“In the Torah are found all higher matter, both revealed and concealed.”  The meaning is consistent with what was just mentioned, that the spiritual structures of the realm of Atzilut are referred to as “revealed”, while what’s above Atzilut is referred to as “concealed”.

(It’s also possible to say that Atzilut itself contains many aspects of both “hidden” and “revealed” realms; namely, aspects of the spiritual structures respectively referred to as the “Cosmic Parents” [10] and “Cosmic Couple” [11] - yet, another of understanding “revealed” and “concealed”.  Alternatively, “revealed and concealed” can refer to aspects of Atzilut which contain both a revealed and hidden side, sides which are open to questioning, but, not to answers - see the Zohar and commentary “Mikdash Melech” [12] to the Introduction of Genesis. )

Therefore, “Who can recount God’s strength?” [13]  To explain: After all the supernal mysteries are dressed and hidden in the Torah, both those which are too beyond Atzilut for even Atzilut to clothe and those belonging to Atzilut proper, God’s strength is His ability to dress up these supernal mysteries in mundane teachings and stories.  His ability to bring down what’s high up into lowly expression [14] is an aspect of “His strength”.  Indeed, His “strength” is in dressing these mysteries in the mundane teachings of the Torah.

[1] Rabbi Menachem Mendel of Lubavitch was the third Grand Rabbi of the Lubavicher Chassidic dynasty. His work explaining the Zohar is called in Hebrew “Biurei HaZohar”. This particular excerpt is from Volume 2 of the work, Parshat Toldot, the very first discourse, paragraph 3.
[2] Zohar, Volume I, Parshat Toldot, 135A
[3] A classic of Lurianic Kabbalah compiled from the writing of Rabbi Chaim Vital (1543 – 1620).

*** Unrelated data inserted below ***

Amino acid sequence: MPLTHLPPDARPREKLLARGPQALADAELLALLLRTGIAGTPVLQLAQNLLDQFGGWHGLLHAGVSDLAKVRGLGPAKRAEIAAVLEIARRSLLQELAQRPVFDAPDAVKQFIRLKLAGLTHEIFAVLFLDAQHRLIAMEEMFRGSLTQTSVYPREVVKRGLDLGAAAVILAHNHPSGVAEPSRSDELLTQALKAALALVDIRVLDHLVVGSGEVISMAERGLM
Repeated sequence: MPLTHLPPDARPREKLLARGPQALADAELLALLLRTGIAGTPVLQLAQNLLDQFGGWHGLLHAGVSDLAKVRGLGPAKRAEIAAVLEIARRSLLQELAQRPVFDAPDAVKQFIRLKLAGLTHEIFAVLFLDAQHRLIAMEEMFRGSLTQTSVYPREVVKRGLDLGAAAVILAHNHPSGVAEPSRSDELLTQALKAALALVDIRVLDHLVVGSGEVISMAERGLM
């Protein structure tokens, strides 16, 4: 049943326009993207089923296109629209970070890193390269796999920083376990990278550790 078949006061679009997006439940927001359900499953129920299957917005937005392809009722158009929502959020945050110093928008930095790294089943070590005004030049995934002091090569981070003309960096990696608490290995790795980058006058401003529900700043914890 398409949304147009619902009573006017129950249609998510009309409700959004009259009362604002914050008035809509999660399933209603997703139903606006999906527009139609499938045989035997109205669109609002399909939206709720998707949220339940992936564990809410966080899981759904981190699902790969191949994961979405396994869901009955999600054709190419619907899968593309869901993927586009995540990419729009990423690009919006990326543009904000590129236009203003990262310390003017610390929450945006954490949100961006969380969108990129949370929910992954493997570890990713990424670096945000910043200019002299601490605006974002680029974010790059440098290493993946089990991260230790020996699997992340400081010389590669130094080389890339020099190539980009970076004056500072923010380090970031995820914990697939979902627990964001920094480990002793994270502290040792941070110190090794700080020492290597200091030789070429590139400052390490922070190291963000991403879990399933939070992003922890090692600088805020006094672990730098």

[4] See introduction for an explanation of Adam Kadmon or in English, “Primordial Man”.
[5] For the sake of simplicity, I referred to the sefirot of netzach, hod and yesod as “below the waist” of Adam Kadmon. I did not want to unnecessarily encumber the body of the translation with concepts which aren’t directly central to the topic.
[6] Chagigah 13A
[7] See introduction for an explanation of the realm of Atzilut.
[8] The Sefira of Keter
[9] Atik Yomin and Arich Anpin
[10] The Partzufim Abba and Ima
[11] The Partzufim Z”A and Nukvah
[12] A commentary on the Zohar written by Rabbi Shalom ben Moshe Buzaglo (1700 – 1780).
[13] Psalm 106:2
[14] Tzimtzum (divine contraction)

Friday, November 8, 2013

Before One ...

"Before One what do you count?" This is a quote from the ancient Jewish mystical text "Sefer Yetzirah". Since this question is referring to the Creator, the intended answer is not "zero". The intention is to point to beyond the numerical. In other words, since logic is just another creation (just like mountains, trees and sky are), the Creator is beyond any kind of logic, including mathematics and numbers. If this is the case, how do we refer to the Creator as being One, which is seemingly such a numerical idea?

It seems to me that the idea of calling the Creator "One" is really an elimination of multiplicity. The word “One” is merely being borrowed as a convenience of speech. What is really being said is that the Creator is not multiple. This fits "hand in glove" with how Rabbi Bachya Ibn Pequda describes the Creator's Oneness in his classic "Duties of the Heart". His explanation moves towards the direction Oneness by first explaining that the Creator has no parts or pieces. Namely, that He's seamlessly One. Ultimately, he never really tells his audience Who the Creator is, but, rather Whom the Creator isn't. By eliminating multiplicity, he points to the Being beyond the numbers.

The Soul Knows

I recently realized that there's tangible evidence that the soul knows so much more than the conscious mind. There are many bodily processes we undergo involuntarily second to second which must be guided by an intelligence found in the soul. This includes everything from fetal development to digestion and circulation. Yet, the conscious mind has to grope in a university classroom for a glimmer of what's already known by souls since the dawn of creation.